return self.new(user)
        else
          return nil
        end

Nothing magic going on here. We're just pulling back the user's LDAP entry if we succeed in logging in. sAMAccountName is the Active Directory attribute that matches the user's login name, and Net::LDAP's search method returns results in an array, so by grabbing its first element, we'll get the Net::LDAP::Entry object instead (and conveniently return nil if we didn't find anything, since we don't want to log in if the user somehow authenticated but doesn't have a sAMAccountName). While we're at it, we'll also switch those other places where we were returning false to instead return nil. Nice! Now we're attempting to return a new instance of ActiveDirectoryUser instantiated with the LDAP entry!

Which, of course, doesn't work, because we haven't written an initialize method.

A more flexible initialize

OK. So we need to do something in the class's initialize method. At the very least, we might want to assign a few instance variables from values contained in the LDAP entry we sent over. Something like:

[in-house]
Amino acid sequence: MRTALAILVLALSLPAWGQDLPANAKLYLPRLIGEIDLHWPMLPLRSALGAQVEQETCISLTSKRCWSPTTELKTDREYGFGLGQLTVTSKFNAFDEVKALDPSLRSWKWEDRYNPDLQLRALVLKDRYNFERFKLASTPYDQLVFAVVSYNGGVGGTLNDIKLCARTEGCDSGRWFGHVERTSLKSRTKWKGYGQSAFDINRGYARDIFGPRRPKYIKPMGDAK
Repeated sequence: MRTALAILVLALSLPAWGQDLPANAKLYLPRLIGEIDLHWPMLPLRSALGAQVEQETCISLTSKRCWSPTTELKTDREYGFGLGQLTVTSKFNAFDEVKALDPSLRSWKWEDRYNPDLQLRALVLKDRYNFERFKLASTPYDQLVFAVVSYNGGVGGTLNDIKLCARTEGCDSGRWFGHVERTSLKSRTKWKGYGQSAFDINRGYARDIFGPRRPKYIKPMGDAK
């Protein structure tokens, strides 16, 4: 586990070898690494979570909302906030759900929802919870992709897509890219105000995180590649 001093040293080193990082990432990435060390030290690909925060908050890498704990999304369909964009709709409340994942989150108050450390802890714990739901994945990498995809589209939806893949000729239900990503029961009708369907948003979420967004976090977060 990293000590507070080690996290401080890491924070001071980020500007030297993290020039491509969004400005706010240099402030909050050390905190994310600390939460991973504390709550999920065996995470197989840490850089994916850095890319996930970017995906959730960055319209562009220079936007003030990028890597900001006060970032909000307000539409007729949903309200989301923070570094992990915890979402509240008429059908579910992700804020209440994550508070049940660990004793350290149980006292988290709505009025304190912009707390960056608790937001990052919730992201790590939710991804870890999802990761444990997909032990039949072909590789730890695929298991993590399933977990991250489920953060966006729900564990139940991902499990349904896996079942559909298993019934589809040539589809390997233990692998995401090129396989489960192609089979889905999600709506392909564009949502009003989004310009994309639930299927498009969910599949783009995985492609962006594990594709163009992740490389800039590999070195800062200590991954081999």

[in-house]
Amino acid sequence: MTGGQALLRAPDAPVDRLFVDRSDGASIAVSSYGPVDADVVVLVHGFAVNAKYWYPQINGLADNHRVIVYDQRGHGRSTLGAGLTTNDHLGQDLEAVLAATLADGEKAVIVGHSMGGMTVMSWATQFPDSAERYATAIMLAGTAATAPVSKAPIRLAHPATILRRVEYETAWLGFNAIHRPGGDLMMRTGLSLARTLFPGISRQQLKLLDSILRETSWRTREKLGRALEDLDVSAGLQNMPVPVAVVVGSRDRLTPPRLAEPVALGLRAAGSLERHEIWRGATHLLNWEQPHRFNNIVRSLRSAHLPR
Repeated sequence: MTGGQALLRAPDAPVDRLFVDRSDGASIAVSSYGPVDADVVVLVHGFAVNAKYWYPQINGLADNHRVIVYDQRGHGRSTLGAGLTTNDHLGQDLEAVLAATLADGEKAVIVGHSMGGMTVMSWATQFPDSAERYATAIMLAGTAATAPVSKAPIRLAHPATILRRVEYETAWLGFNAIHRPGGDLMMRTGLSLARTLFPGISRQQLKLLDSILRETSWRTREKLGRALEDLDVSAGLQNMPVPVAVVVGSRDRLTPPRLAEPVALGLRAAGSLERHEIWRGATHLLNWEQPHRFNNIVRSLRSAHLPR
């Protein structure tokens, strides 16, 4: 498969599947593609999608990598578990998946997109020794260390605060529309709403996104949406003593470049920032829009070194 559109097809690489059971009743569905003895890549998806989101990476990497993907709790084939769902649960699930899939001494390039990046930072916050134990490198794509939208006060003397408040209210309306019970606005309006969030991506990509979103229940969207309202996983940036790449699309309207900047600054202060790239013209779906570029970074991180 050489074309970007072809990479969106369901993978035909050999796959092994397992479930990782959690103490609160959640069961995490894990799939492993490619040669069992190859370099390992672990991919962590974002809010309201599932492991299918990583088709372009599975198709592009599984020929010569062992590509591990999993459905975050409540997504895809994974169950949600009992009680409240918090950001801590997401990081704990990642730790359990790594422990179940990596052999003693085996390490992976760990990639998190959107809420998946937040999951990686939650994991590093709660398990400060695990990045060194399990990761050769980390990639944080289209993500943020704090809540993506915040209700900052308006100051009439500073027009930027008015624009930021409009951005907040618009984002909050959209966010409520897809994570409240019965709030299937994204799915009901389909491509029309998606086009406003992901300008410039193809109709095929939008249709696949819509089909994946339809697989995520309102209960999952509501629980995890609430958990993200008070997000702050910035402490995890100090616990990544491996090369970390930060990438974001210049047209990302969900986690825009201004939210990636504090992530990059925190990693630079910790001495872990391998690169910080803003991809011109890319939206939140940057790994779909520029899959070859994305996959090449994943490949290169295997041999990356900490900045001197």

def initialize(entry)
      @login = entry.samaccountname # case doesn't matter to Net::LDAP
      @first_name = entry.givenname # givenName is LDAPese for first name.
      @email = entry.mail # Holy crap, this attribute is logical!
    end

Then we could add some attr_readers and call it a day, right? Well, I guess. But a little bit of metaprogramming could make this thing much more easily configurable for new attributes. How about placing a hash or something up top, in that configuration section? Something with our desired attribute names as keys, and the goofy LDAP attributes as values. Then, we could use some Ruby magic to generate readers for anything we like.

Of course, if you've ever used an LDAP browser, you'll know there are single value and multi-value attributes. The difference is that the latter can have multiple occurrences in the same directory entry. For instance, a person can have only one givenName, so givenName is a single valued attribute. However, a person can belong to multiple groups, which is why memberOf is a multi-value attribute. Net::LDAP doesn't care one way or the other. It returns all attributes in an array.